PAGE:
Billions of Missing Links: Wombat Pouches

Geoffrey Simmons

Note: This is the third in a series of posts excerpted from my book, Billions of Missing Links: A Rational Look at the Mysteries Evolution Can’t Explain.
A design must be considered improbable if it is highly functional and durable yet too complex to have come about spontaneously or by intermediate steps. Think of the subway system in any large metropolitan area. Could the combination of tracks, stations, tunnels, signs, vending machines, stairwells, lighting, trains, billboards, ticket booths, turnstiles, benches, platforms, security measures, and restrooms have happened all at once or did it come about by stages? If these commuter systems were to follow the tenets of the theory of evolution, the tracks going off in every direction might be called links to the stations called species. How does one get from station to station without the tunnel, train, and tracks? In the theory of evolution, these kinds of intermediaries are abundantly missing.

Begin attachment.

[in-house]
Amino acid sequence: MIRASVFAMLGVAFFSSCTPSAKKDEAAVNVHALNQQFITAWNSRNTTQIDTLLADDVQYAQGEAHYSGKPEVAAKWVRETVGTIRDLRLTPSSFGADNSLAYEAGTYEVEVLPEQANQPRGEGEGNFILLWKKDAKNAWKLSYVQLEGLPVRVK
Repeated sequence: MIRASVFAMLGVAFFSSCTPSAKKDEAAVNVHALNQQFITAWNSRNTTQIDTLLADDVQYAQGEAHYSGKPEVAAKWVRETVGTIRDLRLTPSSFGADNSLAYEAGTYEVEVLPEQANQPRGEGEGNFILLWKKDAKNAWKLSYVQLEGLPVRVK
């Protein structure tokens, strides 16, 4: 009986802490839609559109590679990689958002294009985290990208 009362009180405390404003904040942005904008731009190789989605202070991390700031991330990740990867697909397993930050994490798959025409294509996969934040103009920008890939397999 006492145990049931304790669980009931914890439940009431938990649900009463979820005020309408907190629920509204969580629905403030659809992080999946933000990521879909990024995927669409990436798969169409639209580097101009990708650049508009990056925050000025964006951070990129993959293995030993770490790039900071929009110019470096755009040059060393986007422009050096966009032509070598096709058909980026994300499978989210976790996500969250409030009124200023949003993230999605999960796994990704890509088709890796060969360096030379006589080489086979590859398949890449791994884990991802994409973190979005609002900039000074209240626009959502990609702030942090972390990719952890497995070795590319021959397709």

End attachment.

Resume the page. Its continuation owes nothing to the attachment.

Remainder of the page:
The wombat has an upside-down pouch. Scientists presume, and it makes sense, that position prevents dirt from entering the pouch when the wombat is digging in the ground. Could there have been transitional species with pouches situated sideways, or did the first wombats have to scoop dirt out of their pouches every day?
Taken from: Billions of Missing Links (Harvest House Publishers, 2007)

Geoffrey Simmons

Fellow, Center for Science and Culture
Geoffrey Simmons (BS in biology, coursework completed for MS in microbiology, University of Illinois; M.D., University of Illinois Medical School; Internship and Residency in Internal Medicine, LAC-USC Medical Center; Boarded in Internal Medicine since 1974) is a licensed and practicing physician in Eugene, OR, as well as an author and lecturer. President of the American Academy of Disaster Medicine and a member of the Board of Governors of the Sacred Heart Medical Center's Emergency Preparedness Committee, he is the author of six novels and of the books What Darwin Didn't Know (Harvest Publishers, 2004) and Billions of Missing Links (Harvest Publishers, 2007). He has lectured on disaster preparedness on radio and television as well as at many neighborhood associations and high schools, and has been a medical correspondent for KABC in Los Angeles and KUGN in Eugene, a guest on the Steve Allen show, and has made numerous radio appearances related to his writings.

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